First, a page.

Cape Town Life Savers Competition

Cape Town Life Savers | 27 November 2019 | ExpatCapeTown

There are more than 6500 voluntary lifeguards throughout South Africa. They operate from over 60 coastal clubs and more than 50 inland clubs across South Africa. In 2018, the National Sea Rescue Institute of South Africa reported 1138 rescue operations during which 1630 people and 51 animals were rescued.  Sadly, drowning incidences are still occurrences at the Cape Town beaches.

Water Safety Tips from Lifesavers in South Africa

Having witnessed a near drowning on a Cape Town Beach, we just can appeal to the visitors of the beautiful beaches in Cape Town to please be "waterwise" - and support the excellent efforts and skills of the Cape Town life savers.

Be sure you know some important rules when enjoying South Africa’s ocean beaches or swimming in South African lakes and dams.

The Sea Rescue Number is 112
  • Know about the beaches and its currents and learn where there are dangerous currents, do not swim where there are rip currents, locals will tell you which places to avoid
  • Learn about rip currents and follow the steps shown by the NSRI
  • Save the local Sea Rescue emergency number on your cellphone: 112
  • Note down this number too: 082 990 5980 for the Air Sea Rescue Unit
  • The national emergency number of Sea Rescue South Africa is 087 094 9774.
  • Learn to swim and know how far you can swim safely. Don't overestimate your swimming skills.
  • Never swim alone and let others know where you plan to go swimming with your friends.
  • On beaches with lifeguards swim between the red and the yellow flag
  • Avoid heading to dangerous beaches and do not get into the water there. Even close to the shore, undercurrents can be very strong.
  • Wear sunscreen with at least SPF 30 and protective clothing. Take water along on your day out at the beach. Avoid getting a heatstroke by limiting your time at the beach.
  • Know your the beach flags:

Cape Town life savers | Life saving championships

Regularly South African life saving championships are held where the life savers and rescue teams compete at an international level.  During the annual Cape Town Life Savers competition the top lifesaving athletes from across the South Africa participate and compete at an international level in 2 main categories; beach and surf. The events usually include beach flags, sprints, swim, board, ski and the iron man/woman challenge.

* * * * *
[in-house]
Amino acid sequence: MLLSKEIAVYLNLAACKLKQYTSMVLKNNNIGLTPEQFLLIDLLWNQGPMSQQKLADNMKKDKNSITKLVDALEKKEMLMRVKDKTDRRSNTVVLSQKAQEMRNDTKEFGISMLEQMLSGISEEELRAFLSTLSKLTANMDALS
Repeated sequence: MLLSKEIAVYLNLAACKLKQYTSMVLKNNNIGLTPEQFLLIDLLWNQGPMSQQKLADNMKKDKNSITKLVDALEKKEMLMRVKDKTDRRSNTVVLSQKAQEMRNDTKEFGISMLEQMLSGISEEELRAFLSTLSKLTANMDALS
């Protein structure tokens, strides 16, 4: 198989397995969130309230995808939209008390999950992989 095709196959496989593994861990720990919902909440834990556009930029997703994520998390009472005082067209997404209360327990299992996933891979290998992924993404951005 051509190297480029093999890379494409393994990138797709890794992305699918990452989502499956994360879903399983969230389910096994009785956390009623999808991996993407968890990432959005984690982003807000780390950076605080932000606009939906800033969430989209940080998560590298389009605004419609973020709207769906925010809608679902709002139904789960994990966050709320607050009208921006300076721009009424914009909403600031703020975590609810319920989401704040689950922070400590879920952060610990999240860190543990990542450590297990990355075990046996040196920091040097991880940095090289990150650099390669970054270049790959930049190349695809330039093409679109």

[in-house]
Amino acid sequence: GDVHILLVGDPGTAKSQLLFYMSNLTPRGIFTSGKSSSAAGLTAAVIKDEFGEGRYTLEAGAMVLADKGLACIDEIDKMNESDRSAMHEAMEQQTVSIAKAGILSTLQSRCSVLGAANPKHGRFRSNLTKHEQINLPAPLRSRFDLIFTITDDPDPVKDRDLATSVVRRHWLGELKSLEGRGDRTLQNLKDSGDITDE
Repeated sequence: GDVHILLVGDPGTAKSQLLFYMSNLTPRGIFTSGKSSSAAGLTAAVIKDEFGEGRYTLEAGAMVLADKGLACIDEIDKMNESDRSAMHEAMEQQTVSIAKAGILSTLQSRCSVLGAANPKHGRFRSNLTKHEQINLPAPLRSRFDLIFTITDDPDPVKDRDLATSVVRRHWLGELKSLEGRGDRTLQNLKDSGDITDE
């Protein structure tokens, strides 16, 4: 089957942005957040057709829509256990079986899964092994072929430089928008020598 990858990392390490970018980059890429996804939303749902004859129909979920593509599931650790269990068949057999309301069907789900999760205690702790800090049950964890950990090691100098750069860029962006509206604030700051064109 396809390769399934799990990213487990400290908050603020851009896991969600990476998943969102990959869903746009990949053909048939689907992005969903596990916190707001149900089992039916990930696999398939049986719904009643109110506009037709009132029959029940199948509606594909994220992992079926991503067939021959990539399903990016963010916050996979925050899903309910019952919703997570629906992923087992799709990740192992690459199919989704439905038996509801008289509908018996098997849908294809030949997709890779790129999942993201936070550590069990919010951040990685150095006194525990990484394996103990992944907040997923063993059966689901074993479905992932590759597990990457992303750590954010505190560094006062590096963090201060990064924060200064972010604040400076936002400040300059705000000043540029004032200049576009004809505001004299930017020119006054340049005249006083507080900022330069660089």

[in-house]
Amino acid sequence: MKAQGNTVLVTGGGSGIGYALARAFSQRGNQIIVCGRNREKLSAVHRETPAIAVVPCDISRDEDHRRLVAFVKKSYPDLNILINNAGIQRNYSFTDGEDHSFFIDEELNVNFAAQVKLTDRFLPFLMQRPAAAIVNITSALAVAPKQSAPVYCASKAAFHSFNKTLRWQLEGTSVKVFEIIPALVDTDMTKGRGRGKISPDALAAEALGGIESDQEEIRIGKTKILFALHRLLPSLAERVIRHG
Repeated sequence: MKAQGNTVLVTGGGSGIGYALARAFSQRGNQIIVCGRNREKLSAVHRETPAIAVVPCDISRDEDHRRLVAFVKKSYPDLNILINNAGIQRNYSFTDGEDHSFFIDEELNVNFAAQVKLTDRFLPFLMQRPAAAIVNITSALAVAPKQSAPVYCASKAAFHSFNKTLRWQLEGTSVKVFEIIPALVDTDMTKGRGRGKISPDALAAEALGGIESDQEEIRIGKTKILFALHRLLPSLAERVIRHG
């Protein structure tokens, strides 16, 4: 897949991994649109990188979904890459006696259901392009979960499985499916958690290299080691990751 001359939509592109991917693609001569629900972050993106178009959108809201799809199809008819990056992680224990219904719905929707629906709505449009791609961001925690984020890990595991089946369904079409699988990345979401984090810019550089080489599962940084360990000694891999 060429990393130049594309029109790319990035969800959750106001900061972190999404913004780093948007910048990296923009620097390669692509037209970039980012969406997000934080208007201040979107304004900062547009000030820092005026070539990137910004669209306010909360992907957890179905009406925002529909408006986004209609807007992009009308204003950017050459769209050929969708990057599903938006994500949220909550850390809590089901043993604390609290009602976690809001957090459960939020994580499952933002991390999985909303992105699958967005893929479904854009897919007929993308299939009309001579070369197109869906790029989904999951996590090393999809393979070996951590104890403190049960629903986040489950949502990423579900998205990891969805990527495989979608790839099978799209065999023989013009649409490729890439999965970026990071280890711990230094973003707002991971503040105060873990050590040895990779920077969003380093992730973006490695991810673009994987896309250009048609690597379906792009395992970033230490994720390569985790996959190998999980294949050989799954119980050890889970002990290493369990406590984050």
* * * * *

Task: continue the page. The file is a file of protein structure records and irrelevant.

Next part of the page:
Internationally, life saving championships are held every second year, the next life savers world championship will take place in Riccione/Italy from 15 September - 4 October 2020. 

In 2018, South Africa ranked 6th of 33 teams who competed successfully in the Lifesavers Championships in Adelaide/Australia. South Africa proofed that it has a very strong national team as they ranked 3rd in the ocean events, after Australia and New Zealand. Only due to the much lower ranking in the pool events where France, Germany and Italy had stronger teams, the South African team missed out on a medal for their overall performance.

Make sure to support the heroes of the sea, you never know, you might need them too! The Cape beaches are not without dangers, and just this week four youths drowned of Sea Point. Do not put your life and that of others in danger, when swimming in waters you do not know or do not know how to swim in the cold ocean waters. Always make sure to get proper information on the Cape Town beaches and know where there are lifeguards and where it's safe to swim.

Join the South African Nippers

Lifesaving SA and NSRI are involved many events and community education. They have developed excellent swimming and training programs and also manage to teach many youth annually who often also become highly skilled lifesavers.

With their involvement they also appeal to kids and teenagers to become part of their "Nippers" teams. So what exactly are the "Nippers"? This is the name for the junior members in the lifesaving clubs. Kids from the age of 8 to 14 years can participate in a wide range of fun activites which prepare them also to become valuable lifesavers later in life.

The emphasis is on fun and community spirit, so encourage your kids to join them in your local sea rescue club.

South Africa National Sea Rescue | NSRI

Pink Rescue Buoys - Image by NSRI/Andrew IngramNSRI's pink rescue buoy

There are 41 NSRI Stations around South Africa according to the NSRI annual report 2018. The NSRI is a non profit rescue organization and is operating for more than 40 years. The charity has a fleet of 106 rescue craft, 30 vehicles and access to a range of helicopters. 300 Pink rescue buoys have been installed at many beaches as a first response measure and 20 lives were saved in 2018 by the use of the pink buoys.

These are the NSRI stations in Cape Town:

  • Melkbosstrand
  • Table Bay
  • Bakoven
  • Kommetjie
  • Hout Bay
  • Gordon’s Bay
  • Simon’s Town
  • Strandfontein
  • but there are many more beaches manned with lifeguards, like Fishhoek, Muizenberg, Big Bay, Camps Bay and others.

Read more about Cape Town beaches where there are lifeguards here. 

And please support the valuable work of the Rescue Organization, please visit the NRSI site here.

Valuable Lifesaving Links about Cape Town Life Savers

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